Visualize a tetrahedron (a pyramid with a triangular base). Label each corner: "Metal", "Techno", "Singer/Songwriter", and "Rap". It is my theory that almost every "pop" or "rock" musical artist or group can fit somewhere in this tetrahedron. For instance:

Most artists aren't single points, but a sort of blob; their sound ranges around, depending on songs/albums. Some are rather limited (like Britney Spears), whereas some are pretty expansive (like Moby).

Within this theory, individuals are either "conservative" or "liberal" and "point", "edge" or "face" people. Me, I am a liberal-edge person, with the edge being "Techno" + "Singer/Songwriter": I love the extremes of these two genres, as well as stuff pretty close to the extremes in "Metal" and "Rap" -- but I just don't like getting down with Snoop Doggy Dogg or Pantera. My brother is a conservative-face person; he likes the extremes of Rap, Metal and Singer/Songwriter, but just doesn't like Techno at all. My parents are conservative-point around "Singer/Songwriter," with the "Metal" shared side being a little more liberal than the others; it's very difficult to get them to listen to our music.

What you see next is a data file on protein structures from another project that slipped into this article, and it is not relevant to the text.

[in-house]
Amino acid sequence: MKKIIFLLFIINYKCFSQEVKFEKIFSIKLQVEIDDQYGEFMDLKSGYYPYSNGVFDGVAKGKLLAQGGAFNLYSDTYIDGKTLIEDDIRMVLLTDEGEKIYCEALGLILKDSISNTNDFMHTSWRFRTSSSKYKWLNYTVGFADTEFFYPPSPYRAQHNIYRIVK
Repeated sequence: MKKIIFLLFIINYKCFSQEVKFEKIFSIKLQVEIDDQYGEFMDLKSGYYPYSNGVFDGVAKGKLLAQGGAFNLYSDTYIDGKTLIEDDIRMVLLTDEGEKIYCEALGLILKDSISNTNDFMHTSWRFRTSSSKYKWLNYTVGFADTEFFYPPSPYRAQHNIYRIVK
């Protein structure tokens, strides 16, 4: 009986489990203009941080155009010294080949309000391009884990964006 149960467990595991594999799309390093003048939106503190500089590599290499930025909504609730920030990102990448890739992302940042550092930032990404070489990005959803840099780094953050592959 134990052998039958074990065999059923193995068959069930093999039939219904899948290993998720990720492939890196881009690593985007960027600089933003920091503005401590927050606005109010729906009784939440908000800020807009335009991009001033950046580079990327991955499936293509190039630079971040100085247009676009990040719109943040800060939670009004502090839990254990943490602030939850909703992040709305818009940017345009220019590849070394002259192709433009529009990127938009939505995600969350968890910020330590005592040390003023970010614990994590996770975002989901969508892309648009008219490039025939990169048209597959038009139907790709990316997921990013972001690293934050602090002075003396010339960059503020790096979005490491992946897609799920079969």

Get the general idea? Okay, yeah, it's not a perfect system. Some groups are hard to place (like the Punk/Third-wave ska/Swing guys), some don't fit in period (the system makes no accomodations for orchestra/classical, jazz, or various ethnic influences, but most people can't visualize more than 3 dimensions without getting a severe headache), and sometimes two very different groups (like early REM and Simon and Garfunkel) will be right near each other on the scale. But for those groups/artists who do fit into the tetrahedron, it works remarkably well, especially as a rule of thumb for determining people's music likes and dislikes. If your head stops spinning long enough for you to start visualizing all of this.